It was a midweek afternoon in early April and I was at a loose end in Fort William. Awaiting me back in Glasgow was a sizeable pile of pretty tedious admin work. In the back of my head I knew that I should get myself home and start making some headway through it all, but the weather was also sunny out, and I was right by the mountains, and I just so happened to have my skis with me. Quite a conundrum…
Within about 10 minutes I’d made an incredibly difficult decision and cemented plans to head up Stob Coire nam Beith that evening with Rob Kingsland (a skiing buddy who’s recently relocated up to Glencoe to run Glencoe Cottages, check it out if you’re looking for some ideally located accommodation in the area - http://glencoe-cottages.co.uk). Having seen that not one, but three different teams skied Summit Gully over the previous weekend (an elusive line that only seems to come into skiable condition relatively rarely) we decided to go and see what all the hype was about. Turns out, it was entirely justified.
Leaving the Loch Achtriochtan car park at 4.30pm, we reached the summit for 7pm just as the sun was beginning to set. From there it was skis on and straight into the gully, following an incredible 400m descent through the continuously interesting twists and turns of the gully, with incredible views out over Glen Coe the whole way.
There was more good weather in the forecast the following day and it was evident that Scotland could be hitting a sweet spot for spring skiing conditions, with lots of consolidated snow still left on the steeper lines and warm enough temperatures to render them skiable. At the same time, that big pile of work at home wasn’t going to do itself, so another difficult decision beckoned. Never being one to pass up an opportunity to run away from real-world responsibilities, I drove north to the Great Wilderness.
Ever since seeing Craig Cameron's photos from skiing on An Teallach a few years back (which I still think are probably the best set of Scottish skiing photos I’ve ever seen), I’ve harboured a strong desire to go and ski there myself. An Teallach is a hard one to get right - for one it’s a long way to travel, and two the snow conditions are usually incredibly fickle. Buoyed from the evenings success on Stob Coire nam Beith, myself and Peter Mackenzie decided to take a punt on it the following day. Hiking into Glasgow Tholl, we climbed Hayfork Gully, before skiing directly south off the col down towards Toll an Lochain and the superbly impressive northern flanks of Sgùrr Fiona. With Pete needing to be back in Inverness for 5pm, we finished the day skiing back down Hayfork Gully, leaving me plenty to come back for to ski another day.
It would have been easy to head home at this point, however I'd had a message from Scott Muir who happened to be driving north with Dave Anderson to try and ski on Skye. Just two weeks previously, myself and Scott had attempted to ski some of the impressive looking gully lines on Blà Bheinn. On that occasion the forecasted sunny weather never materialised (grey and overcast on Skye - shock, horror etc etc), so although the gullies still held plenty of snow, it turned out to be completely bulletproof. Scott managed to ski two of the gullies, however after putting in a couple of tentative turns on the completely inappropriate set of powder skis I was on (after predictably breaking my only sensible set of skis earlier in the season), I decided I wasn't really in the mood to chance my arm that day, so reluctantly climbed back out.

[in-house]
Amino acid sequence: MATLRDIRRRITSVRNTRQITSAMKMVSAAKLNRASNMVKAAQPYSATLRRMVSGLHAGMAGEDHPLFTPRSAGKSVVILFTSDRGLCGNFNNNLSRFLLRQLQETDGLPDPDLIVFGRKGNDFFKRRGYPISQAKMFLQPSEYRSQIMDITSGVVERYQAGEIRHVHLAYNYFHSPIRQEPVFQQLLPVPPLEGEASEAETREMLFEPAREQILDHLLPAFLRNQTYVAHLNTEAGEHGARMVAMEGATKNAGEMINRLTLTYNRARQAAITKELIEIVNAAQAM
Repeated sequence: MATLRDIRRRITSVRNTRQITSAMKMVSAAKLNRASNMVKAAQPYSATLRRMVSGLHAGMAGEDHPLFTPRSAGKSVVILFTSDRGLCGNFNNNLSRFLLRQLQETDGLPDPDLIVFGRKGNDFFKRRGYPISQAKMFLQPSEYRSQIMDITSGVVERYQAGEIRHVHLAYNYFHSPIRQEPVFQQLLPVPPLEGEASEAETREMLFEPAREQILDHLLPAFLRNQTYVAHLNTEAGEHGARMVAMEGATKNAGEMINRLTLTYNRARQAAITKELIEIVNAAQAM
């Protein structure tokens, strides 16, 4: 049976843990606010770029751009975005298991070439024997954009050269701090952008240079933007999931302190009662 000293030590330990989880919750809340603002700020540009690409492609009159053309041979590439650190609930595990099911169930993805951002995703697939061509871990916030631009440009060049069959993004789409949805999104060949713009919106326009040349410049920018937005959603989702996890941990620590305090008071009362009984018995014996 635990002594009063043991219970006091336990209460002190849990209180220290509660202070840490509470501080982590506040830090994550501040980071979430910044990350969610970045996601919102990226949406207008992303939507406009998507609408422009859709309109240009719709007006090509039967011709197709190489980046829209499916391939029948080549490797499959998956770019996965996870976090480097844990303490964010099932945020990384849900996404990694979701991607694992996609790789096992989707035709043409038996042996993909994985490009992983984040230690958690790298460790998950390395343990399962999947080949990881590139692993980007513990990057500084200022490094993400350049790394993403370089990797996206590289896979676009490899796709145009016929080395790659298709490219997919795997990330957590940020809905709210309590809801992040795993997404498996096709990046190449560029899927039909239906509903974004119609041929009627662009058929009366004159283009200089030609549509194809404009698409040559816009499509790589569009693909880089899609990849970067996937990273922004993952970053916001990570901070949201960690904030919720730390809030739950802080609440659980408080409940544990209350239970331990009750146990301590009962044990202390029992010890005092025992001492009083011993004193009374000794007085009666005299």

I had unfinished business, and Skye was kind of on the way home, so I of course headed west to join up with Scott and Dave in Broadford!
Conditions were looking warmer that day and we knew the Blà Bheinn gullies would still be holding more than enough snow. Round Two was definitely on!
With the regular path up the east side of Blà Bheinn almost completely clear of snow we were able to set a quick pace to the summit, slowing only to answer the usual queries from slightly puzzled looking hillwalkers as to why we were carrying skis and where the hell the snow was. We kicked off by skiing the upper section of Summit Gully, to a point where it forks, with Summit gully continuing to skiers right and Pinnacle Gully breaking left. We skied down Pinnacle Gully (giving a total of 350m descent from the summit), before climbing back up to the fork and skiing the narrow lower section of Summit Gully, which unfortunately ended at a waterfall/cliff edge after another 100m of vertical. After climbing back to the summit, we skied down to the col between the north and south summits of Blà Bheinn, from where we were able to ski directly into Willink's Gully, another northwest facing line which offers superb views out to the main Cuillin Ridge. We were able to ski at least 250m vertical before the snow ran out, however earlier in the season you would’ve easily been able to continue much further. Climbing back up to the col, we then skied back out via Great Gully, which despite being SW facing took us all the way down to below the 600m line at the head of Fionna-Choire. I'd held ambitions to ski on Skye for a few years now so was very psyched to have finally managed to, particularly this late on in the season.
I knew how lucky I was to have crammed this much into two and a half days and I was more than happy to bank my winnings and head for home. During the walk down off Blà Bheinn I mentally prepared myself for the long five hour drive back to Glasgow and getting back behind a computer screen the following day. I was ready for it and absolutely nothing was going to sway me off course. At least that was until Scott and Dave dropped the bombshell that they were planning to ski on Beinn Eighe the following day.
Well, you can probably guess what happened next.